North Korea's test-firing of a ballistic missile constitutes a "threat to international peace and security" as Pyongyang ratchets up tensions in the region, an EU spokesperson said today.
"This and previous launches constitute a threat to international peace and security and further aggravate tensions in the region at a time when de-escalation is instead needed," the spokesperson said in a statement.
The missile was launched early today and flew more than 700 kilometres (435 miles) before landing in the Sea of Japan (East Sea).
Several analysts saw the launch as a test for South Korea's new President Moon Jae-In, a liberal who has said he wants to ease tensions with the North.
"The DPRK is expected to comply with its international obligations: it must halt these launches and abandon its ballistic missiles programmes in a complete, verifiable and irreversible manner," the EU spokesperson said.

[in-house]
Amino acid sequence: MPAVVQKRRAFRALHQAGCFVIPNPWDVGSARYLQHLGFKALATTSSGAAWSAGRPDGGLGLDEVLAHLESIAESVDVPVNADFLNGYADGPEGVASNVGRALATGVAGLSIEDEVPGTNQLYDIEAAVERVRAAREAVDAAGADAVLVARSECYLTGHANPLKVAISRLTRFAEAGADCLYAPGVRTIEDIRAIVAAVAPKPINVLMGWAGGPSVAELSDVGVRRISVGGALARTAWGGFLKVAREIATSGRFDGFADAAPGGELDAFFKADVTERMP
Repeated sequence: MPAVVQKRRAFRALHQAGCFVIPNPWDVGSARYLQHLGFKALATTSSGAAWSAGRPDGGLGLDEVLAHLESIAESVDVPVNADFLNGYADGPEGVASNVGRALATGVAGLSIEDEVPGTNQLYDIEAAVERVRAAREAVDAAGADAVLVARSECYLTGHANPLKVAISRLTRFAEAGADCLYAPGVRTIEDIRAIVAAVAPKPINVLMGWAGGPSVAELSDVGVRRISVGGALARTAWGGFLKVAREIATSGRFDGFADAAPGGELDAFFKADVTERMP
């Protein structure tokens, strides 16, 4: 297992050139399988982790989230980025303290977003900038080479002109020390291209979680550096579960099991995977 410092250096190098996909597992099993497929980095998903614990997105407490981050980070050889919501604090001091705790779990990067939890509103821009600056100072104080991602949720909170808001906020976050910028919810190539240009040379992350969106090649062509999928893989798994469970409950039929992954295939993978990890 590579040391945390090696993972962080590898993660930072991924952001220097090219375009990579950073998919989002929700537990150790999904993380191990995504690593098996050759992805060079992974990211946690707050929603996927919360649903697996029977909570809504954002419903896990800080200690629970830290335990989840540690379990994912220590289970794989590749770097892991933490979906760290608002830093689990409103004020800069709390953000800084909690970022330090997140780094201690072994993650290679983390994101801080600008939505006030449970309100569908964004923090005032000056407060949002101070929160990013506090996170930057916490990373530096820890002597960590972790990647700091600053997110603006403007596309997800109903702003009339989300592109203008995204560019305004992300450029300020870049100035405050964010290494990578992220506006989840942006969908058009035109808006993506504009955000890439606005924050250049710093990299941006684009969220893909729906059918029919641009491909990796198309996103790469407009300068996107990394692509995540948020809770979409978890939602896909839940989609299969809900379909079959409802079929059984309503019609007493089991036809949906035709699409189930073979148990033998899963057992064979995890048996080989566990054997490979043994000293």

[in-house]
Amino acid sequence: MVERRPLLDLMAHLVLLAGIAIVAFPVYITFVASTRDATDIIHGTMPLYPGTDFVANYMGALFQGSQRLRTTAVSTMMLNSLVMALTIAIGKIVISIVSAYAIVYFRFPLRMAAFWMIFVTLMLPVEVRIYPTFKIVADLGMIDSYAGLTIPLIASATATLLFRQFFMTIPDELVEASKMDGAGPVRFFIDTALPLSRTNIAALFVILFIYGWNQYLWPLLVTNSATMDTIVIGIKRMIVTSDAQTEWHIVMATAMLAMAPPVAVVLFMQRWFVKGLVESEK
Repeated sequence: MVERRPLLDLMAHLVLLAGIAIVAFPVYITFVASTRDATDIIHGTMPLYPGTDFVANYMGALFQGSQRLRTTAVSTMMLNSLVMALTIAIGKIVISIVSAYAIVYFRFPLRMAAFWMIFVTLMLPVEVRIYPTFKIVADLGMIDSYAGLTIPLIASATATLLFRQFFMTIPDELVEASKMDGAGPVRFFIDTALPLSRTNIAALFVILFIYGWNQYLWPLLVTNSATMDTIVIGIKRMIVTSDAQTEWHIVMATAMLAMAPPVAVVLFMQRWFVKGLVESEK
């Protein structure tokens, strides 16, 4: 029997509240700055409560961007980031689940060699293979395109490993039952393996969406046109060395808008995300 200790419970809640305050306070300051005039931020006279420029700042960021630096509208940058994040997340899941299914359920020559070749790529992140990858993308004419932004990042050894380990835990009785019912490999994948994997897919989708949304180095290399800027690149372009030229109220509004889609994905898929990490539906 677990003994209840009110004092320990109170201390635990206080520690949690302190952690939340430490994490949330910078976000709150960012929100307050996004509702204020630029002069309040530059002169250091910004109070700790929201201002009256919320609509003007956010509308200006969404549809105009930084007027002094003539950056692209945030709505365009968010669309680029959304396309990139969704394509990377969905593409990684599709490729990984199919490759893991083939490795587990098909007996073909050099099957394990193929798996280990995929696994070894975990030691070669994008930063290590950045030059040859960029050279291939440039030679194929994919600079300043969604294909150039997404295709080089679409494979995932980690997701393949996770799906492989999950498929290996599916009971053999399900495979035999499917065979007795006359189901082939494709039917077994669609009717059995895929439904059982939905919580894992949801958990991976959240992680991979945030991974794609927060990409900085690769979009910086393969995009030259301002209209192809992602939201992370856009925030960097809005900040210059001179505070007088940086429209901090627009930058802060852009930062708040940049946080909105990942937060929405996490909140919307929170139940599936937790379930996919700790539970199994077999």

The statement also said the EU was ready to support "a credible and meaningful dialogue" between Pyongyang and international leaders.
But multiple sets of UN and US sanctions against North Korea have done little to deter its pursuit of its nuclear and missile ambitions.
The latest test was the North's first launch since a US missile defence system that has been deployed in the South became operational on May 2, and comes shortly after a failed ballistic missile test on April 29.
(This story has not been edited by Business Standard staff and is auto-generated from a syndicated feed.)